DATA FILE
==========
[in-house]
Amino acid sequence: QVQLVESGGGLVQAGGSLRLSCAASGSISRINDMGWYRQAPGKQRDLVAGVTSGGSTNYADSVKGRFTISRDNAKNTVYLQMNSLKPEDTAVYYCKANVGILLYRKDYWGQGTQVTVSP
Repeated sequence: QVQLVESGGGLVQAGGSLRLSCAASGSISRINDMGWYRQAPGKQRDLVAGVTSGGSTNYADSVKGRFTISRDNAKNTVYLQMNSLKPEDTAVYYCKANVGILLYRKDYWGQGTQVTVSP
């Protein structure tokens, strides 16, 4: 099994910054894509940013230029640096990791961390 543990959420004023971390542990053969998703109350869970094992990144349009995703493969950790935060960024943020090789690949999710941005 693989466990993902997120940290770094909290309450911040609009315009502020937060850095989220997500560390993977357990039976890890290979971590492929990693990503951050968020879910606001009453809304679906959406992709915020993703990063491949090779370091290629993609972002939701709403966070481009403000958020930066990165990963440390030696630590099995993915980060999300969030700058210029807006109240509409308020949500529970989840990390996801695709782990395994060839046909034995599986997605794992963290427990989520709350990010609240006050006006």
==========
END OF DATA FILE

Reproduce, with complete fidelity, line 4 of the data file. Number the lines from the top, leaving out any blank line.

């Protein structure tokens, strides 16, 4: 099994910054894509940013230029640096990791961390 543990959420004023971390542990053969998703109350869970094992990144349009995703493969950790935060960024943020090789690949999710941005 693989466990993902997120940290770094909290309450911040609009315009502020937060850095989220997500560390993977357990039976890890290979971590492929990693990503951050968020879910606001009453809304679906959406992709915020993703990063491949090779370091290629993609972002939701709403966070481009403000958020930066990165990963440390030696630590099995993915980060999300969030700058210029807006109240509409308020949500529970989840990390996801695709782990395994060839046909034995599986997605794992963290427990989520709350990010609240006050006006």